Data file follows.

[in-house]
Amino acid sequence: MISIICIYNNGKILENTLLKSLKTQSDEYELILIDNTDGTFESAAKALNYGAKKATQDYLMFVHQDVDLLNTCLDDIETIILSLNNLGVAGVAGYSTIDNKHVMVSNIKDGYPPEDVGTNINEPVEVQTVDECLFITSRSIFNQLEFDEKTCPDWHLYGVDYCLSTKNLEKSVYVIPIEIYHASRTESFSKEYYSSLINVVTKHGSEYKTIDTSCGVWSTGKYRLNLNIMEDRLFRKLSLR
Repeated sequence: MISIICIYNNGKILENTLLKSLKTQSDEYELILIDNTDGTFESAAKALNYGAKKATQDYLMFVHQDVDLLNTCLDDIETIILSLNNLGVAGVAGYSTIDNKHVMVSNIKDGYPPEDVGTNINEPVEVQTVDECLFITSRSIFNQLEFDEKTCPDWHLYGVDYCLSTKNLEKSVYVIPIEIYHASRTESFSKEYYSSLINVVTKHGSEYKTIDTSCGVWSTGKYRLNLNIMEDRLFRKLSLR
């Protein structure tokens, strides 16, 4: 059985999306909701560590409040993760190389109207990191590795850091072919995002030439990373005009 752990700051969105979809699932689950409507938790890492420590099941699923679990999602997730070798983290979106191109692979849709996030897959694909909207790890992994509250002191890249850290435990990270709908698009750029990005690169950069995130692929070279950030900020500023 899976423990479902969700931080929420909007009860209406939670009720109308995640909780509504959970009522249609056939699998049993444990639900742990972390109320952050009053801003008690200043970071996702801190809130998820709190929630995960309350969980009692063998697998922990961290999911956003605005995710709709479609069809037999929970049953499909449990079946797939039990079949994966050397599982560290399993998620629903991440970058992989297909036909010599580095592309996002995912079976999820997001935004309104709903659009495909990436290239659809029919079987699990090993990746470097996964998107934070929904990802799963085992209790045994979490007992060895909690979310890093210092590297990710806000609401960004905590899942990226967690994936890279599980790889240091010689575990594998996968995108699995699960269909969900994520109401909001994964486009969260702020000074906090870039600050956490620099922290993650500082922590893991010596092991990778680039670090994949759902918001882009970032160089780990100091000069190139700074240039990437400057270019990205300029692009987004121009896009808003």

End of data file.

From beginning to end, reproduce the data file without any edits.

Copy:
[in-house]
Amino acid sequence: MISIICIYNNGKILENTLLKSLKTQSDEYELILIDNTDGTFESAAKALNYGAKKATQDYLMFVHQDVDLLNTCLDDIETIILSLNNLGVAGVAGYSTIDNKHVMVSNIKDGYPPEDVGTNINEPVEVQTVDECLFITSRSIFNQLEFDEKTCPDWHLYGVDYCLSTKNLEKSVYVIPIEIYHASRTESFSKEYYSSLINVVTKHGSEYKTIDTSCGVWSTGKYRLNLNIMEDRLFRKLSLR
Repeated sequence: MISIICIYNNGKILENTLLKSLKTQSDEYELILIDNTDGTFESAAKALNYGAKKATQDYLMFVHQDVDLLNTCLDDIETIILSLNNLGVAGVAGYSTIDNKHVMVSNIKDGYPPEDVGTNINEPVEVQTVDECLFITSRSIFNQLEFDEKTCPDWHLYGVDYCLSTKNLEKSVYVIPIEIYHASRTESFSKEYYSSLINVVTKHGSEYKTIDTSCGVWSTGKYRLNLNIMEDRLFRKLSLR
């Protein structure tokens, strides 16, 4: 059985999306909701560590409040993760190389109207990191590795850091072919995002030439990373005009 752990700051969105979809699932689950409507938790890492420590099941699923679990999602997730070798983290979106191109692979849709996030897959694909909207790890992994509250002191890249850290435990990270709908698009750029990005690169950069995130692929070279950030900020500023 899976423990479902969700931080929420909007009860209406939670009720109308995640909780509504959970009522249609056939699998049993444990639900742990972390109320952050009053801003008690200043970071996702801190809130998820709190929630995960309350969980009692063998697998922990961290999911956003605005995710709709479609069809037999929970049953499909449990079946797939039990079949994966050397599982560290399993998620629903991440970058992989297909036909010599580095592309996002995912079976999820997001935004309104709903659009495909990436290239659809029919079987699990090993990746470097996964998107934070929904990802799963085992209790045994979490007992060895909690979310890093210092590297990710806000609401960004905590899942990226967690994936890279599980790889240091010689575990594998996968995108699995699960269909969900994520109401909001994964486009969260702020000074906090870039600050956490620099922290993650500082922590893991010596092991990778680039670090994949759902918001882009970032160089780990100091000069190139700074240039990437400057270019990205300029692009987004121009896009808003």